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Dressing Success

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By Bekah Wright

Published Jul 1, 2013 8:00 AM


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(Above left): Forbidden Fruit, costume designer and illustrator Natacha Rambova. (Above middle): Myra Breckinridge, costume designer and illustrator Theadora Van Runkle. (Above right) Cabaret, costume designer and illustrator Charlotte Flemming. Photos: (Forbidden Fruit) Courtesy of the Cecil B. DeMille Estate; (Myra Breckinridge) Courtesy of Theadora Van Runkle; (Cabaret) Collection of Deutsc he Kinemathek–Museum fÜr Film und Fernsehen.

Two reasons to roll out the red carpet—Hollywood Costume, the much-lauded museum exhibition, is rounding the globe, and Hollywood Sketchbook: A Century of Costume Illustration has hit bookshelves. Most days, the mastermind behind both, Deborah Nadoolman Landis M.F.A. '75, can be found on UCLA's campus at the David C. Copley Center for the Study of Costume Design, where she serves as both professor and founding director.

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Landis bears a lot of titles—costume designer, former twoterm president of the Costume Designers Guild, Local 892, and Oscar nominee (in 1988 for costume design on Coming to America). And distinctions: She created Indiana Jones' iconic costume and the red jacket Michael Jackson wore in his Thriller video.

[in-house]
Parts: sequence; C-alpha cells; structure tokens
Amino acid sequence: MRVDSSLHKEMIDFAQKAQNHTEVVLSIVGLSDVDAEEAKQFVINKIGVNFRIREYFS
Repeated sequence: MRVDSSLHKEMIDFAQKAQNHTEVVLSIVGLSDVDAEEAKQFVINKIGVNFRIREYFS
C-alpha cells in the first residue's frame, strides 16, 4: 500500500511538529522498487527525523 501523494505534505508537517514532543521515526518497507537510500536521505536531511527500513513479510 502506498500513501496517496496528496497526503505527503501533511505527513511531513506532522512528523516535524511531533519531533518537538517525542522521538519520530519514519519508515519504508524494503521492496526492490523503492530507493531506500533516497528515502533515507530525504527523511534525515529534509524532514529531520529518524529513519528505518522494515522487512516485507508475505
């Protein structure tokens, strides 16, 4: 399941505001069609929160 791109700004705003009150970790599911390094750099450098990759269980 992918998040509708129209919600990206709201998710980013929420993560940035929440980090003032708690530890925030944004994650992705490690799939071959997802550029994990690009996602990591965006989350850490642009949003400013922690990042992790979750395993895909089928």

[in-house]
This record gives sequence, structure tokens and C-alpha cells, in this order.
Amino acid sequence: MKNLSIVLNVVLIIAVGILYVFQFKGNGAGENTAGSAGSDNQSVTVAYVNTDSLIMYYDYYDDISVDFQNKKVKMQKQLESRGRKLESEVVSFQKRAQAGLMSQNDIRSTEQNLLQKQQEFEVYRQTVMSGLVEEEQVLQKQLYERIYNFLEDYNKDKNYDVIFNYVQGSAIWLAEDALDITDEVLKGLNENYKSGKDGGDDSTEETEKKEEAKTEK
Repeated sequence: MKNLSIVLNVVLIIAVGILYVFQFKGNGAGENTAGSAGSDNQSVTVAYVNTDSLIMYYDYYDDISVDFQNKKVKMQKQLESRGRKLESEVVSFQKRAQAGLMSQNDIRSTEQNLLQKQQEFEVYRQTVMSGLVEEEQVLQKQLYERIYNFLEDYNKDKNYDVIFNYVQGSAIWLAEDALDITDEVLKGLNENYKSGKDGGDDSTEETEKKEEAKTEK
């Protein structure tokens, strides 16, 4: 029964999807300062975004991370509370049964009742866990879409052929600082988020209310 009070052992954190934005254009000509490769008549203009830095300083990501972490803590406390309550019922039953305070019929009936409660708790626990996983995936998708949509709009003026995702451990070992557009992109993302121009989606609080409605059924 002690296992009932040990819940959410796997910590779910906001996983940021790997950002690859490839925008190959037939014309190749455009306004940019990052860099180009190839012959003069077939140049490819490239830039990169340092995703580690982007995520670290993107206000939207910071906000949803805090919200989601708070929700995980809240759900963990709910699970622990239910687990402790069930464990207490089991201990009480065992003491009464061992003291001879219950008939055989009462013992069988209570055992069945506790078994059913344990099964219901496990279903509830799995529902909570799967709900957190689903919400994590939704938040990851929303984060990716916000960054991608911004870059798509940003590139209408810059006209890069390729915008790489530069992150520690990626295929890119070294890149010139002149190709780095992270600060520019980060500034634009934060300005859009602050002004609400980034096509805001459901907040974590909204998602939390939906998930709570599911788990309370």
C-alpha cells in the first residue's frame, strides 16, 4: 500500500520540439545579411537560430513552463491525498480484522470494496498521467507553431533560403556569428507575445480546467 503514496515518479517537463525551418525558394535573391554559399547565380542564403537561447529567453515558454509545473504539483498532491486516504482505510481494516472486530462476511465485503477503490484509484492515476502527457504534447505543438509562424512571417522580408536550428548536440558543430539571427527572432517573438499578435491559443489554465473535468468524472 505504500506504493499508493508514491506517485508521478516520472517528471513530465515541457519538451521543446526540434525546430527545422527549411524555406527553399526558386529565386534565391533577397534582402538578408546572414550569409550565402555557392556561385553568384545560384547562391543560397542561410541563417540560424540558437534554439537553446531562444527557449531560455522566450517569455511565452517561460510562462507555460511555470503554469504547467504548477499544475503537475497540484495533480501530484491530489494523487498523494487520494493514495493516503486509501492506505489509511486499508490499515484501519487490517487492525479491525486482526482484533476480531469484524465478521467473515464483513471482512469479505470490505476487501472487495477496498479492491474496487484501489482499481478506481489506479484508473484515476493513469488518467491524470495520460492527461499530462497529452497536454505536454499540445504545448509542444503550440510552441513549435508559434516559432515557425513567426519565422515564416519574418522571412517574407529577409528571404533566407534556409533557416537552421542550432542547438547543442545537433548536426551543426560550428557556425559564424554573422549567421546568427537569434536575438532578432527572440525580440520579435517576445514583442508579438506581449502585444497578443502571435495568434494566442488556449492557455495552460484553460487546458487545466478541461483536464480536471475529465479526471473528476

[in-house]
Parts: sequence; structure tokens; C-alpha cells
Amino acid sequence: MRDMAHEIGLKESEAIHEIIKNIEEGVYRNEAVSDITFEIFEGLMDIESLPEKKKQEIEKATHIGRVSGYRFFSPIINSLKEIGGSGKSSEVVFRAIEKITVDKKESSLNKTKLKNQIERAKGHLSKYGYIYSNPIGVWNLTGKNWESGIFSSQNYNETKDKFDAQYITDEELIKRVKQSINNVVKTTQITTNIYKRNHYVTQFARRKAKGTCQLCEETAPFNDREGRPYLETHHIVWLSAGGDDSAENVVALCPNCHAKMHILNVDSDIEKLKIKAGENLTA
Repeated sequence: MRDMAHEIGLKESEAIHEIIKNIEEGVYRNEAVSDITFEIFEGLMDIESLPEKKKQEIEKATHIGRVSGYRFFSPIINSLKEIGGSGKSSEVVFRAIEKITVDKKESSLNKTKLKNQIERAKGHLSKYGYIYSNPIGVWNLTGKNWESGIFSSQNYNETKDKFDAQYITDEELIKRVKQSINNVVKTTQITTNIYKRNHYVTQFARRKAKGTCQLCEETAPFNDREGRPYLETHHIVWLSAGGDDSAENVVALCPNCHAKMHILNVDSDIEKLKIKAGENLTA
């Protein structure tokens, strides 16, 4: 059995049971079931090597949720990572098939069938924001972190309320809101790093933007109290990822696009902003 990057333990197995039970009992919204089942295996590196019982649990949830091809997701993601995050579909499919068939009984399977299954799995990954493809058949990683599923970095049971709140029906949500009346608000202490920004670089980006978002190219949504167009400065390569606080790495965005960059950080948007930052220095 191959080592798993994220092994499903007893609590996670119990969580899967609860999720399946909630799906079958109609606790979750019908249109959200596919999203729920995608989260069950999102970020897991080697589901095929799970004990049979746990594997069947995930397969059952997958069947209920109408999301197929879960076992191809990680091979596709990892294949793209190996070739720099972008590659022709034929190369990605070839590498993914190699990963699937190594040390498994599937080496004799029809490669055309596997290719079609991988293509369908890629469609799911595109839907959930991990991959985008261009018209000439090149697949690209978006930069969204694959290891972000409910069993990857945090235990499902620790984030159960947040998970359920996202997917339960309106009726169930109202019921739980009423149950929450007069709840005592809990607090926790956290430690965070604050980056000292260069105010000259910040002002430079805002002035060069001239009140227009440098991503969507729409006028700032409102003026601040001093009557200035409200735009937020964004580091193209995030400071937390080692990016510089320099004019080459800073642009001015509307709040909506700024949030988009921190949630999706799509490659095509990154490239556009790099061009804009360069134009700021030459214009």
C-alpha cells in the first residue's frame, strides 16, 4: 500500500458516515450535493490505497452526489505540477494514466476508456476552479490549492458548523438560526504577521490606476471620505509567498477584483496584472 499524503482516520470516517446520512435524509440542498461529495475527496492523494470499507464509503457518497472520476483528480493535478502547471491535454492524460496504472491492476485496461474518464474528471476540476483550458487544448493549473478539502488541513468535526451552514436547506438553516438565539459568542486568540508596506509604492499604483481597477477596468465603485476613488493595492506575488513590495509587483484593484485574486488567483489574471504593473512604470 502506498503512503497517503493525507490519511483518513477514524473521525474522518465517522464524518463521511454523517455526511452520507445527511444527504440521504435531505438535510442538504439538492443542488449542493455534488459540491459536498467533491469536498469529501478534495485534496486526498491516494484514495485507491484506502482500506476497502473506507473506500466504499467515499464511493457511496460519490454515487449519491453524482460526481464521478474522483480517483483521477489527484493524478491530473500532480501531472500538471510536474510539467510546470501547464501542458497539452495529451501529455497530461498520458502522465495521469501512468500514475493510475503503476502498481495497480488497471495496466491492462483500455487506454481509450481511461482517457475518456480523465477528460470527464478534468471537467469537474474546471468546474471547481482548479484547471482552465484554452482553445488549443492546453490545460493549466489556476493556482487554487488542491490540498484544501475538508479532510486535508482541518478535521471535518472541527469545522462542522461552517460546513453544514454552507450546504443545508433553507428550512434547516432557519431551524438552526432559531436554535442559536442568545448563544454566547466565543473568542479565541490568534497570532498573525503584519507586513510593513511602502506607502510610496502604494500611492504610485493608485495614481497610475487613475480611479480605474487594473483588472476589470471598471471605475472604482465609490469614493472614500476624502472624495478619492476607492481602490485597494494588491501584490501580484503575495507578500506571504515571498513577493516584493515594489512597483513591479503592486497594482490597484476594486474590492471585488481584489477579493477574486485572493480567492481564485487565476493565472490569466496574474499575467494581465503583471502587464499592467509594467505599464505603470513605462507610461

Hollywood Costume's London debut at the Victoria and Albert Museum was one of the most visited of all time, with more than 250,000 patrons viewing more than 100 iconic costumes from Holly Golightly's little black dress designed by Hubert de Givenchy for Breakfast at Tiffany's to Landis' Indiana Jones attire from Raiders of the Lost Ark.

Landis sees her path to becoming a costume designer as both accidental and twofold. She intended to be a historian, so dressing characters from another time period was a natural fit. The second component, being handy with a needle and thread, is a skill she credits to her grandmothers.

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"I was a maker who was fascinated by history," she says. "If those two things aren't a cocktail for a costume designer, I don't know what is." The native New Yorker, who is married to film director John Landis, says, "It's still very difficult to make costume design relevant. It's been marginalized for a long time." She notes that costume designers didn't have a distinct branch within the Academy of Motion Picture Arts and Sciences until January of this year. Before that, they were lumped in the catch-all "Designers Branch" with art directors, production designers and set decorators.

"It's not quite as bad as suffrage," she says. "But recognition for the field has been a long time coming."

There is, in fact, no sewing in Landis' classes. Instead, there's a strong emphasis on script analysis and delving into character studies. "A costume designer's function is to figure out who the people are in a screenplay," she explains.

Writing Hollywood Sketchbook was another avenue for getting her point across. The majority of the drawings in the book have never been published before, much less seen by anyone beyond the director of the film for whom they were designed. And yet, "All these drawings could hang on a wall as works of art unto themselves," Landis says.

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